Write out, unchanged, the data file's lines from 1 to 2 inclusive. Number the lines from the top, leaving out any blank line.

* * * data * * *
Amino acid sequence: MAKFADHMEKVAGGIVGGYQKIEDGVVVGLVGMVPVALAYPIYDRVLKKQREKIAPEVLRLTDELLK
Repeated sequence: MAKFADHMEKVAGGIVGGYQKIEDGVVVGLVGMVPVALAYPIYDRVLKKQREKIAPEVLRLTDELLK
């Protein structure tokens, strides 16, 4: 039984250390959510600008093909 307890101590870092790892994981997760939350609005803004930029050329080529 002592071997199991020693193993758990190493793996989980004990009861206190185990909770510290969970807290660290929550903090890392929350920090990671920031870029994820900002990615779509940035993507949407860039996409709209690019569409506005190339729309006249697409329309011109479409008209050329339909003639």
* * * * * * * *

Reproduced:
Amino acid sequence: MAKFADHMEKVAGGIVGGYQKIEDGVVVGLVGMVPVALAYPIYDRVLKKQREKIAPEVLRLTDELLK
Repeated sequence: MAKFADHMEKVAGGIVGGYQKIEDGVVVGLVGMVPVALAYPIYDRVLKKQREKIAPEVLRLTDELLK